Consumers' non-mortgage borrowing slowed down in December from its fastest rate in more than 11 years, in signs that households could be becoming more cautious.
Bank of England figures showed consumer credit recorded a net increase of £1 billion in December, marking the weakest growth since May 2015.
In November, the increase had been £1.9 billion - the biggest rise recorded since March 2005.
Within consumer credit in December, credit card lending increased by £228 million, and other types of borrowing including personal loans and overdrafts recorded an £812 million increase.
Both these figures were below the averages seen over the previous six months.
Consumer credit increased by 10.6% annually, edging down from a 10.8% rise recorded in November.
Howard Archer, chief UK and European economist at IHS Global Insight, said: "December's slowdown in unsecured (non-mortgage) consumer credit growth will likely be of considerable relief to the Bank of England, which has clearly been becoming more fretful about consumer borrowing.
"However, it remains to be seen if December is the start of a slowing trend."
Mr Archer said on one hand, the prospect of tougher economic conditions for households may make people more cautious about their borrowing, but on the other hand it could increase some people's need to borrow.
He said: "It looks inevitable that the fundamentals for consumers will progressively weaken over the coming months, with inflation rising markedly due to the weakened pound and companies likely increasingly looking to hold down pay to limit their total costs."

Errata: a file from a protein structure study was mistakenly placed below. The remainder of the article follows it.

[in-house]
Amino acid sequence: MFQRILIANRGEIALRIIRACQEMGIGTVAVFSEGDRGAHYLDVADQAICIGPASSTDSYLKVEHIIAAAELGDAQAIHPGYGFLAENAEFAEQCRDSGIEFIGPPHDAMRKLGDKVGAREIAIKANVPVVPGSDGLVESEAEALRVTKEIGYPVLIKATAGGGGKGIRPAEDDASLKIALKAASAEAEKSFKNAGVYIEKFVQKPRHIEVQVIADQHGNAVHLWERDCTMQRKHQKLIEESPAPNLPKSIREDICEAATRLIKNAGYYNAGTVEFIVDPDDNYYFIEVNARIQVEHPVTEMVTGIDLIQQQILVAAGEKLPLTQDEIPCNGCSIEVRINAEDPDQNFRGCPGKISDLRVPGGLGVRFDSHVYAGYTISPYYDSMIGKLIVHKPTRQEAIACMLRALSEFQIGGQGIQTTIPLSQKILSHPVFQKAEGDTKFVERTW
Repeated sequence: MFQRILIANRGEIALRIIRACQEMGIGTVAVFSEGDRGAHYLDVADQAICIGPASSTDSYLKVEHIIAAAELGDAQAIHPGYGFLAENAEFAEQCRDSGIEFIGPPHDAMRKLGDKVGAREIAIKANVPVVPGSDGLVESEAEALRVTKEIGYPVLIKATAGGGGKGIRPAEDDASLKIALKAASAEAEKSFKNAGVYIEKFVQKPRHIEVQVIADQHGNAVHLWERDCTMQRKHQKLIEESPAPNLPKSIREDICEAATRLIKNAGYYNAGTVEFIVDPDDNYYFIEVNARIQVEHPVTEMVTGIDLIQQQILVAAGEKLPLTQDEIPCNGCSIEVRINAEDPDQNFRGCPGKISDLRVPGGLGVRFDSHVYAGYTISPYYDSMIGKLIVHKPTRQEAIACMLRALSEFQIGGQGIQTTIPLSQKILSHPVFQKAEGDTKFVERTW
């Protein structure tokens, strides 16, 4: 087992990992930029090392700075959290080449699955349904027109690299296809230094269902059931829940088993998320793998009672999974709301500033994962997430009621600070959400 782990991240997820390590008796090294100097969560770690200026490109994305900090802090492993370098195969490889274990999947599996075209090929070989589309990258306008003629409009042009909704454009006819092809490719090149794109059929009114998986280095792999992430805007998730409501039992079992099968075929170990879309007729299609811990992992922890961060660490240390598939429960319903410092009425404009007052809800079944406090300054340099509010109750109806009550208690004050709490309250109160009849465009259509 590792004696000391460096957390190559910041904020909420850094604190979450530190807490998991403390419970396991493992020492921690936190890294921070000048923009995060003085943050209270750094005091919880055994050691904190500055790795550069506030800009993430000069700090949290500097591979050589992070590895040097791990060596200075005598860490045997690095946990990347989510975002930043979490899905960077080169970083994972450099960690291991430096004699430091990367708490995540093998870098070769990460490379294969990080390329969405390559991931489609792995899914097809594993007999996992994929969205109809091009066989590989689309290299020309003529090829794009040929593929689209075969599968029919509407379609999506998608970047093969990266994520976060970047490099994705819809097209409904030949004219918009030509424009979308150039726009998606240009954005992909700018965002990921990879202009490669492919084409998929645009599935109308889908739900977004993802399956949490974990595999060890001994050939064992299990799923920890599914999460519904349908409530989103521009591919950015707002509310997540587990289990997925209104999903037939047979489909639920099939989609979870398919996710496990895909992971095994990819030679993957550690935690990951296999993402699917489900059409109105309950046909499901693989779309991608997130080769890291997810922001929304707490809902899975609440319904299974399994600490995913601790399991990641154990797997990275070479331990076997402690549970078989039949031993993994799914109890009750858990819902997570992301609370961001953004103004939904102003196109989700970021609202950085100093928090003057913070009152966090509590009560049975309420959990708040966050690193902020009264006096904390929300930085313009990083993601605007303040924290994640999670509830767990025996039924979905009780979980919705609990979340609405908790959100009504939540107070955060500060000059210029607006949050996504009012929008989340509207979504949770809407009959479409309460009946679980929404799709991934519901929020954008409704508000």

Last week, figures from the Insolvency Service showed that the number of people being tipped into insolvency jumped 13% last year across England and Wales, fuelling concerns that some people may be overstretching their finances.
Joanna Elson, chief executive of the Money Advice Trust, the charity that runs National Debtline, said despite the slowdown, the figures still show a significant growth in household borrowing.
She said: "While the jump in consumer credit in December did not quite reach the level of November's surge, we still saw a rise of £1 billion during the month - with consumer credit still growing at more than 10% a year.
"Most households will be able to cope with this extra borrowing for now, but we are concerned that a growing number could be only one change in circumstance away from falling into problem debt."
The Bank's figures also showed the number of mortgage approvals being made for house purchase edged up in December, with 67,898 approvals recorded, up from 67,461 in November.
Remortgage approvals also increased, with 47,721 approvals recorded, compared with an average of 43,266 seen over the previous six months.
Experts have suggested borrowers have been taking advantage of low mortgage rates by locking into cheap deals.
The Bank also said loans to non-financial businesses decreased by £2.1 billion in December, compared with the previous six-month average increase of £1.2 billion.
Mr Archer said the fall will fuel concerns that businesses will become increasingly cautious in their behaviour, particularly concerning investments in the coming months, amid uncertainty over Brexit.